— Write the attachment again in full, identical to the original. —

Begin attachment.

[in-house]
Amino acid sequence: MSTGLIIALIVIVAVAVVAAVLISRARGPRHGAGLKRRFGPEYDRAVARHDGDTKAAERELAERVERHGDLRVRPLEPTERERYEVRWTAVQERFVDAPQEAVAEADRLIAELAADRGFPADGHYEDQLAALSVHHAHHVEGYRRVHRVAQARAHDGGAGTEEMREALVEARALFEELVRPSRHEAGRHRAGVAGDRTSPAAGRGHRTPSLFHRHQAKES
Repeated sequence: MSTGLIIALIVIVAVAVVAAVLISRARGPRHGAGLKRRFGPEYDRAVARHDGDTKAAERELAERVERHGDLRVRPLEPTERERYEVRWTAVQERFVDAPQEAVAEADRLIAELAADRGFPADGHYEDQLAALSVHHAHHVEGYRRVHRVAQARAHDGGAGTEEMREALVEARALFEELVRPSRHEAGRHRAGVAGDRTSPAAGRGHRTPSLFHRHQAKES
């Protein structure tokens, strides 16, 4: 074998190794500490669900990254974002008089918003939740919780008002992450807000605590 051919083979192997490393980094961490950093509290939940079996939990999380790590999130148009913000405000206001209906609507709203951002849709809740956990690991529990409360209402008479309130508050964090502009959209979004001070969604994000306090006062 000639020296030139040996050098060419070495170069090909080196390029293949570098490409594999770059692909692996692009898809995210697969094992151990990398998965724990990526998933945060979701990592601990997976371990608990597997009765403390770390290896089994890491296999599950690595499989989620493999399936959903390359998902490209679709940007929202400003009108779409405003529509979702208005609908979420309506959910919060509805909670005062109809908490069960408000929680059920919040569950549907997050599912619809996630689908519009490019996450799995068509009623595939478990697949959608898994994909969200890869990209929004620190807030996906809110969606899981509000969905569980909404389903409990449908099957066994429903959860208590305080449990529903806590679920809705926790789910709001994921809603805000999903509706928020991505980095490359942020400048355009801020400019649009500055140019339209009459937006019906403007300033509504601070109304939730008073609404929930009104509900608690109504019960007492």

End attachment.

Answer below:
[in-house]
Amino acid sequence: MSTGLIIALIVIVAVAVVAAVLISRARGPRHGAGLKRRFGPEYDRAVARHDGDTKAAERELAERVERHGDLRVRPLEPTERERYEVRWTAVQERFVDAPQEAVAEADRLIAELAADRGFPADGHYEDQLAALSVHHAHHVEGYRRVHRVAQARAHDGGAGTEEMREALVEARALFEELVRPSRHEAGRHRAGVAGDRTSPAAGRGHRTPSLFHRHQAKES
Repeated sequence: MSTGLIIALIVIVAVAVVAAVLISRARGPRHGAGLKRRFGPEYDRAVARHDGDTKAAERELAERVERHGDLRVRPLEPTERERYEVRWTAVQERFVDAPQEAVAEADRLIAELAADRGFPADGHYEDQLAALSVHHAHHVEGYRRVHRVAQARAHDGGAGTEEMREALVEARALFEELVRPSRHEAGRHRAGVAGDRTSPAAGRGHRTPSLFHRHQAKES
């Protein structure tokens, strides 16, 4: 074998190794500490669900990254974002008089918003939740919780008002992450807000605590 051919083979192997490393980094961490950093509290939940079996939990999380790590999130148009913000405000206001209906609507709203951002849709809740956990690991529990409360209402008479309130508050964090502009959209979004001070969604994000306090006062 000639020296030139040996050098060419070495170069090909080196390029293949570098490409594999770059692909692996692009898809995210697969094992151990990398998965724990990526998933945060979701990592601990997976371990608990597997009765403390770390290896089994890491296999599950690595499989989620493999399936959903390359998902490209679709940007929202400003009108779409405003529509979702208005609908979420309506959910919060509805909670005062109809908490069960408000929680059920919040569950549907997050599912619809996630689908519009490019996450799995068509009623595939478990697949959608898994994909969200890869990209929004620190807030996906809110969606899981509000969905569980909404389903409990449908099957066994429903959860208590305080449990529903806590679920809705926790789910709001994921809603805000999903509706928020991505980095490359942020400048355009801020400019649009500055140019339209009459937006019906403007300033509504601070109304939730008073609404929930009104509900608690109504019960007492």